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‘Pharma Bro’ Martin Shkreli’s lifetime drug industry ban upheld

Martin Shkreli, known for once hiking the price of a life-saving drug more than 4,000%, cannot return to the pharmaceutical industry after a federal appeals court on Tuesday upheld his lifetime ban.

A three-judge panel of the 2nd US Circuit Court of Appeals in Manhattan said a lower court judge acted properly in imposing the ban because of Shkreli’s antitrust violations.

The case had been brought by the Federal Trade Commission, joined by New York, California, Illinois, North Carolina, Ohio, Pennsylvania and Virginia.

Shkreli, 40, became notorious and gained the sobriquet “Pharma Bro” when, as chief executive of Turing Pharmaceuticals in 2015, he raised the price of the newly-acquired antiparasitic drug Daraprim overnight to $750 per tablet from $17.50.

He later served more than four years in prison following his 2017 conviction for defrauding investors in two hedge funds and scheming to defraud investors in another drugmaker.

In January 2022, US District Judge Denise Cote imposed Shkreli’s lifetime ban and ordered him to repay $64.6 million, citing his “particularly heartless and coercive” tactics in monopolizing Daraprim and keeping generic rivals off the market.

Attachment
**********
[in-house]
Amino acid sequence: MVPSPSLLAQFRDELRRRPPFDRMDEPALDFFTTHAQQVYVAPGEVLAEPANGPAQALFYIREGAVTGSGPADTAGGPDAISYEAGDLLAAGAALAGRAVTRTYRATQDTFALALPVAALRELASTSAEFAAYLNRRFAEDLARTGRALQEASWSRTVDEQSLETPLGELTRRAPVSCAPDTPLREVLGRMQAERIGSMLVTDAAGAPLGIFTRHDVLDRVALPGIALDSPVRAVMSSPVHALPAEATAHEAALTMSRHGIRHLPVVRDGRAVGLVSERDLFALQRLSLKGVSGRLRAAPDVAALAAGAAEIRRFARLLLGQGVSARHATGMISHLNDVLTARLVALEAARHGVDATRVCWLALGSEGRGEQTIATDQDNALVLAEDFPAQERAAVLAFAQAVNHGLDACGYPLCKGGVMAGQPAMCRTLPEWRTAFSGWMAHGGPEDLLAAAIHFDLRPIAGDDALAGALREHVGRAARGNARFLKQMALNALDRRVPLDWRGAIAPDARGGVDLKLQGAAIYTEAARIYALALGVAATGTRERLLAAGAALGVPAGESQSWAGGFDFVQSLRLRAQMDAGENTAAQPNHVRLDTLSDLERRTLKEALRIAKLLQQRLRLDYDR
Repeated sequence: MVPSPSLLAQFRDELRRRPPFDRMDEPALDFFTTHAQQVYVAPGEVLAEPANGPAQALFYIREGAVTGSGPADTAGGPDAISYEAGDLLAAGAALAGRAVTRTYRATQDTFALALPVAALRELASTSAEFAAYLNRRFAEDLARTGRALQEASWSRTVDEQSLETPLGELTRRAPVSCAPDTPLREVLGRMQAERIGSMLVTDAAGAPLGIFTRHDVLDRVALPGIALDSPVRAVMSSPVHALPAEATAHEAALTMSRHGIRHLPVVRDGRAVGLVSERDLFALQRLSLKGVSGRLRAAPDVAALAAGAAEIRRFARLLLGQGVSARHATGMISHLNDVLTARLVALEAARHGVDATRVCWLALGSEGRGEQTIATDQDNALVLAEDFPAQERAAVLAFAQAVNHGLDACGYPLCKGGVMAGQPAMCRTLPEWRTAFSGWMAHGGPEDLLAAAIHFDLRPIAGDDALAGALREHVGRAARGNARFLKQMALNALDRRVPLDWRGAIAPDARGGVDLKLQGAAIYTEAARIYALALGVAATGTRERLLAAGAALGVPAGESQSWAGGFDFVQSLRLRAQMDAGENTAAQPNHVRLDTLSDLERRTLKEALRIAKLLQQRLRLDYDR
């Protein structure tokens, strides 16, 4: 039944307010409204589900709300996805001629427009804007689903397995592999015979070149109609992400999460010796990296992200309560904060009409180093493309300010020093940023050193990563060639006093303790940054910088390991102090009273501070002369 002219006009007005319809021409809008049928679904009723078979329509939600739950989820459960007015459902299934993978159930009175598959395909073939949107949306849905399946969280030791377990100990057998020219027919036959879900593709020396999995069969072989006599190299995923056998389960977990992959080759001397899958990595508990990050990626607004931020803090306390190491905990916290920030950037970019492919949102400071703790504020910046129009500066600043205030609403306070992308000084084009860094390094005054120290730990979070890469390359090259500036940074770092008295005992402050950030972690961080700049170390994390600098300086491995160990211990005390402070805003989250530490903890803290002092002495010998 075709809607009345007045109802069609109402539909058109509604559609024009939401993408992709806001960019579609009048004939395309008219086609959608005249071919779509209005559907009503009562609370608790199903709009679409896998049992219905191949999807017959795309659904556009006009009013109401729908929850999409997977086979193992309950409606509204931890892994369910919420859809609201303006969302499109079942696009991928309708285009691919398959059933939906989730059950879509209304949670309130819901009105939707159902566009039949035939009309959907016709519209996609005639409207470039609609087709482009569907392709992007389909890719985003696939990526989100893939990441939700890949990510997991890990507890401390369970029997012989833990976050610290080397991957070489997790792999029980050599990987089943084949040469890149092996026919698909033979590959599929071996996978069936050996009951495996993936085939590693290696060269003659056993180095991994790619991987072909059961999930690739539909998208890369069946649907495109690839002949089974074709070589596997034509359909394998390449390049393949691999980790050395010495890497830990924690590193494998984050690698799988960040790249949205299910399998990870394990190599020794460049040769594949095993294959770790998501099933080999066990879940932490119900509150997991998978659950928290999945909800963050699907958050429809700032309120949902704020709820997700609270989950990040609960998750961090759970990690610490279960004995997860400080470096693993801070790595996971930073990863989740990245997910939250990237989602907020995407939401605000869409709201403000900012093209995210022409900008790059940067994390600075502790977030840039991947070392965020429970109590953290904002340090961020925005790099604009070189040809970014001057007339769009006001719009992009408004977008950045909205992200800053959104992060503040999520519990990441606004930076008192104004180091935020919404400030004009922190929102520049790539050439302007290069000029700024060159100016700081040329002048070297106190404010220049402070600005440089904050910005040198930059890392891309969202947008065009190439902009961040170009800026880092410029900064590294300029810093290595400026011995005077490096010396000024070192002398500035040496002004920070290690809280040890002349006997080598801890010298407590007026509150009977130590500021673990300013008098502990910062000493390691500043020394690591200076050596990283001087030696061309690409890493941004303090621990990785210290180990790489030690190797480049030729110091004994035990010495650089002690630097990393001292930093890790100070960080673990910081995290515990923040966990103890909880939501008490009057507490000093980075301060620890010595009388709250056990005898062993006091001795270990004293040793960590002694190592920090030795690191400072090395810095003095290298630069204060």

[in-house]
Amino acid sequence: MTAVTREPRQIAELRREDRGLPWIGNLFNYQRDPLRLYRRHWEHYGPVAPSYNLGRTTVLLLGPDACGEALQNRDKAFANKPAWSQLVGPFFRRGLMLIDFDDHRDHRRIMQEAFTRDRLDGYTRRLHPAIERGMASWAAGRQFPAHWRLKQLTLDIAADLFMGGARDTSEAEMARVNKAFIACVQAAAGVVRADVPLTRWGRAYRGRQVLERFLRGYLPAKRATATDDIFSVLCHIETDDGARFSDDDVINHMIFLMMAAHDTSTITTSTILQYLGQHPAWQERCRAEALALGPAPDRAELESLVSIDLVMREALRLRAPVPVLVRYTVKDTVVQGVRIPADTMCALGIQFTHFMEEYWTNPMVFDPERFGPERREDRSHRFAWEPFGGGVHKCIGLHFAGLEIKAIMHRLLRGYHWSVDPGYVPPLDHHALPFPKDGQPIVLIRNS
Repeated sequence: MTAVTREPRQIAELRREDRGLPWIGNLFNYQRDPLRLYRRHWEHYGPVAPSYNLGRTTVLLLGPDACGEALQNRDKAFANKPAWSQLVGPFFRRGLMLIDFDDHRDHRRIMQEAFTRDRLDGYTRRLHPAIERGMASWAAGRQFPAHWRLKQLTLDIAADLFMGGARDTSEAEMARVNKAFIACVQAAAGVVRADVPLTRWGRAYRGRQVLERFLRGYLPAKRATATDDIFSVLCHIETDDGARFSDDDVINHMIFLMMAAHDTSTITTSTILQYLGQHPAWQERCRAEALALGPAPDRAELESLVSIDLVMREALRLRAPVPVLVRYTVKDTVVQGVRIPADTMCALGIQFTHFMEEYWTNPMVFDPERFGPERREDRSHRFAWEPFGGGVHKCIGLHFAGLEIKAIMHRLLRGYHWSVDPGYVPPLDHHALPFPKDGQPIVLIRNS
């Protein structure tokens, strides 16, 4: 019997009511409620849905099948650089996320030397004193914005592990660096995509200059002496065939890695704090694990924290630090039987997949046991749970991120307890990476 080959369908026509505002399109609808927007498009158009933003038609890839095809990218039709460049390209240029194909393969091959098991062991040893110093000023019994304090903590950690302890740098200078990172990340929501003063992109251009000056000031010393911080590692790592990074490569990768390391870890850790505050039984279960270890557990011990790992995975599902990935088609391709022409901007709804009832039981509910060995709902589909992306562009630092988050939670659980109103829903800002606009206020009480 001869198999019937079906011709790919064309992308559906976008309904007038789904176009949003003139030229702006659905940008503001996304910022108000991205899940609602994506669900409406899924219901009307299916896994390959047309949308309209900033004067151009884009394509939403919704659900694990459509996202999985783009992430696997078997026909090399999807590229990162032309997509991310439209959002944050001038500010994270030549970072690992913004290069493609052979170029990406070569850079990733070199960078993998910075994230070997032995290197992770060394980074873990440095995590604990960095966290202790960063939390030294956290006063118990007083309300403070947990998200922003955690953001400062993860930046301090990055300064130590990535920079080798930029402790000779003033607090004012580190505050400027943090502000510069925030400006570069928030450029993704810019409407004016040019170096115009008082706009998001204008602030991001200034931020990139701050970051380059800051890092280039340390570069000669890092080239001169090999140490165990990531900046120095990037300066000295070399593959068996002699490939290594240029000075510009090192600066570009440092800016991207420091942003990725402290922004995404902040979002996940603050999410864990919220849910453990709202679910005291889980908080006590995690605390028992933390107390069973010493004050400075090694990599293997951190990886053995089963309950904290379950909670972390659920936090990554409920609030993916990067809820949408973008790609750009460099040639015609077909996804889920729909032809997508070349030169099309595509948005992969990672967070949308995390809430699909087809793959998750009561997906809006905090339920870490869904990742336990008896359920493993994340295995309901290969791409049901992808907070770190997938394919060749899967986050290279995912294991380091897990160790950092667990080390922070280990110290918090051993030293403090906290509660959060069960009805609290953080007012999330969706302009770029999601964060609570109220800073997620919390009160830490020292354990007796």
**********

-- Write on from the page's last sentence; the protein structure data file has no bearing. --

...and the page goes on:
Daraprim is used to treat toxoplasmosis, including in AIDS patients.

The appeals court rejected Shkreli’s arguments that Cote’s injunction was overbroad, and unconstitutionally chilled his free speech by preventing him even from using social media to discuss the pharmaceutical industry.

“Given Shkreli’s pattern of past misconduct, the obvious likelihood of its recurrence, and the life-threatening nature of its results, we are persuaded that the district court’s determination as to the proper scope of the injunction was well within its discretion,” the court said.

Shkreli’s lawyers did not immediately respond to requests for comment.

The FTC did not immediately respond to a similar request.

Since his May 2022 release from prison, Shkreli has worked as a software developer and as a consultant for a law office.

The case is Federal Trade Commission et al v. Shkreli, 2nd US Circuit Court of Appeals, No. 22-728.

Since his May 2022 release from prison, Shkreli has worked as a software developer and as a consultant for a law office.

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